14 Aug 2008

Complex Reporting: Part 5 - Wrap up

Over the last four parts (1, 2, 3 and 4) you’ve seen how to build this complex SRS report, but there are a few points to be aware when building reports like this, first this is not a really scalable solution, both in computation cost and development cost. Sub-Reports add a lot of over head to the CPU and RAM and the fact that for each year you want to include you have to add more SQL. Thankfully in this example we had 3 years and 3 commodities. In the real world, which inspired me, it was also only three years with a low number of items (sub 25) so the performance considerations were ok.
The next problem is the Export To option in SRS, where you can export to a variety of formats such as PDF, Excel etc… Having sub-reports within table cells is NOT supported by the Excel one, you just a gray block were the sub report would be. PDF, TIFF, and web archive all work fine. If your users are expect to export to Excel you need to rethink using this.
Lastly you have to make sure you set the width and height and lock the cells on the report and sub-reports to not expand and shrink. If you don’t get the width/height the same all over what happens is your cells don’t align between the report and sub-reports and it looks shocking.
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11 Aug 2008

Complex Reporting: Part 4 - Introducing Sub-Reports

A sub report is a report which is embedded into another report, basically it’s SRS answer to IFRAMEs. This should not be confused with the ability to drill through from one report to another, as those render separately and are provided separately. With sub-reports the main report renders, then the sub-report then the output of all of those is combined to produce a single report. Sub-reports are normal SRS reports as well, so they have the same features as other reports.
So how do we use them? Well if we look back at our previous image where we had the fields scattered all over there is a distinct pattern here, basically there are 5 blocks (Q1, Q2, Q3, Q4 and Total) in a row under each fiscal year for each commodity/deal, and the horizontal total row at the end is basically the same.


What we can do is merge those five cells on the table together and insert a sub report into that merged cell, and since all the groups are the same they can all point to the same report. The exception is the horizontal total row, which is the same in look is calculated a little differently. So we only need two sub-reports and we would structure it as follows:


So how does the sub report know what to show? Well remember it’s a normal SRS so you can just parameters to it, and because it’s in a cell of a table you can just access the values from row that is being rendered. So all we need to do is pass two parameters, the fiscal year and the commodity.
Now the complexity is easy since it’s just a simple bit of SQL using the same UNION stuff as we used before:
SELECT     f1q1value, f1q2value, f1q3value, f1q4value
FROM         Deals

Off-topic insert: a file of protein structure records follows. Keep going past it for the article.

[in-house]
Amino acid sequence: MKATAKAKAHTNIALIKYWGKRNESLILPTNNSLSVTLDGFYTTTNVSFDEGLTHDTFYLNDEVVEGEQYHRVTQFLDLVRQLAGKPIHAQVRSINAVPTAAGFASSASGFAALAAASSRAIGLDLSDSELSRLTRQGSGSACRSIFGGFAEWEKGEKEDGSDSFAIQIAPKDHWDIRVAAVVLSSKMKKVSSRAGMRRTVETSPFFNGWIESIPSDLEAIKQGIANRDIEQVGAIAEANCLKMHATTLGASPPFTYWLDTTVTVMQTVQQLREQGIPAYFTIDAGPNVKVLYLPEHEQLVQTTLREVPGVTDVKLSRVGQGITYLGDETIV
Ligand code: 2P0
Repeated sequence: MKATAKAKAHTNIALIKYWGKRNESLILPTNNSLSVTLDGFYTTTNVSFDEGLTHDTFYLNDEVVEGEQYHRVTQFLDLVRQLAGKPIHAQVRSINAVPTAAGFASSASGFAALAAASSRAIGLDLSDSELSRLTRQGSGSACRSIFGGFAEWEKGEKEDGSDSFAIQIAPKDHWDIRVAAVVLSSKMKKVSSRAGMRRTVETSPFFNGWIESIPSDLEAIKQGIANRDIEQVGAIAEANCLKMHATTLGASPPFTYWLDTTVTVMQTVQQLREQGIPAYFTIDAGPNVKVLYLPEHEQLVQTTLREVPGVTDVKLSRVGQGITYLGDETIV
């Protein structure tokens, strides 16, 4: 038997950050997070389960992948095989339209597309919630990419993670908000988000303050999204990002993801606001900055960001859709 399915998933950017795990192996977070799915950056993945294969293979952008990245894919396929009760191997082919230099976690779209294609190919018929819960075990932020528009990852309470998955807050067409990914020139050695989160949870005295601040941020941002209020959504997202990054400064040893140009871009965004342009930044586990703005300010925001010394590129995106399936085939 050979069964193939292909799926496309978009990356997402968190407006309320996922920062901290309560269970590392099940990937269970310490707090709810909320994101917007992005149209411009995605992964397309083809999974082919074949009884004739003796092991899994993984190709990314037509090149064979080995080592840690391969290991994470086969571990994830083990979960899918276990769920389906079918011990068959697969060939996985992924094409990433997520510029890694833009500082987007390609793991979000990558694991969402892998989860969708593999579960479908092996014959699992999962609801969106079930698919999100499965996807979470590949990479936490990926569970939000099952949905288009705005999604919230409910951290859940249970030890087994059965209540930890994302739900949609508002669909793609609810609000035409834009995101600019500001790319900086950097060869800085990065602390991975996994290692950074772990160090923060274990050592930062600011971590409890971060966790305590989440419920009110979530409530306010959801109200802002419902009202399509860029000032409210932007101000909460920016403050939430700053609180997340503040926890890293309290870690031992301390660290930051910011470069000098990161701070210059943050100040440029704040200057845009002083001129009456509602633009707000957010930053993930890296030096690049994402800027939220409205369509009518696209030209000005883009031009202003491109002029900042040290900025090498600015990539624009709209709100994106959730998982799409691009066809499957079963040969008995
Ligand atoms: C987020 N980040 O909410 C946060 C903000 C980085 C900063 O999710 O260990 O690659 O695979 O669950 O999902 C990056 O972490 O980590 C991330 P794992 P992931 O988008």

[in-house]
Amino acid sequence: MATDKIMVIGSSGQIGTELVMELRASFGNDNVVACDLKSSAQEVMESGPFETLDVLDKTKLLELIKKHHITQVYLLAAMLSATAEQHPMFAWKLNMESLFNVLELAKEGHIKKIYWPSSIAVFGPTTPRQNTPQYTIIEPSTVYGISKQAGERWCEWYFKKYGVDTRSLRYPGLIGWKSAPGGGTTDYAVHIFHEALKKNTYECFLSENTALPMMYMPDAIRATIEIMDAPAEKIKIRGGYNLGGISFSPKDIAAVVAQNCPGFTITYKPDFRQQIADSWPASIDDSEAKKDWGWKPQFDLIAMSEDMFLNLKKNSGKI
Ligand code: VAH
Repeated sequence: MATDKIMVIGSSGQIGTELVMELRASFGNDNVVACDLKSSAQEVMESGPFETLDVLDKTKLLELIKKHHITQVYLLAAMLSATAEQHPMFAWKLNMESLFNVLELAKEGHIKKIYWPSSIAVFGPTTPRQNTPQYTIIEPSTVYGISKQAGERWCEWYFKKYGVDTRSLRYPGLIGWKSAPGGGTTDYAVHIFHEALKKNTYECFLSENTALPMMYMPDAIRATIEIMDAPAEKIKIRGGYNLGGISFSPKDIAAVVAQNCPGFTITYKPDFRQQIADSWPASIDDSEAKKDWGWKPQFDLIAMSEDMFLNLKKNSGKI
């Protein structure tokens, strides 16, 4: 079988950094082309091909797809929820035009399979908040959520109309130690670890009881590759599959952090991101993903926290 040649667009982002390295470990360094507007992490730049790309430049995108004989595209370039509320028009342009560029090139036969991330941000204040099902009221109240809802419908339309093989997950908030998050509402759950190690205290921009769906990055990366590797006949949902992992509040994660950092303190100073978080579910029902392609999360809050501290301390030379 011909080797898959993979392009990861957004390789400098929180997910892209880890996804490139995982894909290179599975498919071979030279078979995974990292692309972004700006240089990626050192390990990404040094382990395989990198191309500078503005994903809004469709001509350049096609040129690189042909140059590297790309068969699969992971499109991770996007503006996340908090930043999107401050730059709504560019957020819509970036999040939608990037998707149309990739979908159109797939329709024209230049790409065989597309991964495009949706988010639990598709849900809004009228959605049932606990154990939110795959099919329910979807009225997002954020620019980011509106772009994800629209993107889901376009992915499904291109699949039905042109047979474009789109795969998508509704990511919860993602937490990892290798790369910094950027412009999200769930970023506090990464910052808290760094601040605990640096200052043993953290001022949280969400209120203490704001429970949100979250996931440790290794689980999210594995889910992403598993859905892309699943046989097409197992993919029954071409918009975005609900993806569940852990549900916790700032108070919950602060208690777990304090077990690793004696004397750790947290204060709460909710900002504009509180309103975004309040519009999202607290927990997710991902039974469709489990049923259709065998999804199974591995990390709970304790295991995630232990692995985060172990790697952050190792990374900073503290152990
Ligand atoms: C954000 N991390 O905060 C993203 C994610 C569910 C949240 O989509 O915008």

WHERE     (deal = @projectid) AND (fiscal1 = @fiscal)
UNION
SELECT     f2q1value, f2q2value, f2q3value, f2q4value
FROM         Deals
WHERE     (deal = @projectid) AND (fiscal2 = @fiscal)
UNION
SELECT     f3q1value, f3q2value, f3q3value, f3q4value
FROM         Deals
WHERE     (deal = @projectid) AND (fiscal3 = @fiscal)
UNION 
SELECT '0','0','0','0'

If you read that and saw the last SELECT and went, WHOA, good for spotting it. What’s happening is that I always want a result regardless, so that I don’t get issues caused by missing fields. So by adding that and only selecting the top record I ensure that there is always a value, even if it is zero. The total column on the sub report is just a calculated field adding the four values up.
For the total row sub report, it’s basically the exact same except we are now wrapping the fields in SUM’s, that’s the only change. The last thing to make sure of is that for the initial table on the main report you get all the commodities for all the periods. To do that your SQL needs to take into all the possibilities like so:
SELECT     Deal
FROM        Deals
WHERE     ((fiscal1 = @FiscalYear) OR (fiscal2 = @FiscalYear) OR (fiscal3 = @FiscalYear) OR (CAST(RIGHT(fiscal2,2) AS Int) = CAST(RIGHT(@FiscalYear,2) AS Int)+1) OR
(CAST(RIGHT(fiscal2,2) AS Int) = CAST(RIGHT(@FiscalYear,2) AS Int)+2) OR (CAST(RIGHT(fiscal3,2) AS Int) = CAST(RIGHT(@FiscalYear,2) AS Int)+1) OR (CAST(RIGHT(fiscal3,2) AS Int) = CAST(RIGHT(@FiscalYear,2) AS Int)+2))
ORDER BY Deal
@FiscalYear is the name of our drop down we mentioned earlier and we use a little bit of SQL to get it into an INT and manipulate it to give us every possible combination.
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02 Aug 2008

Complex Reporting: Part 3 - Structure

So in part two I showed what was needed, so now how do we actually build this report. Well if your gut said to use a table or matrix then you would quickly hit a problem because what data needs to be shown in each field is not constant. A picture may help explain what I mean. If we look at our previous example:

 

 

 

Our fields would have to look like this:

 

 

So note how F1Q1Value appears in a different place in each row, try building that in a table or  matrix. You just can’t! Also now think about the requirement for sub totals, going horizontal is ok in concept but going vertical is tough because you are adding the values of a lot of different fields together.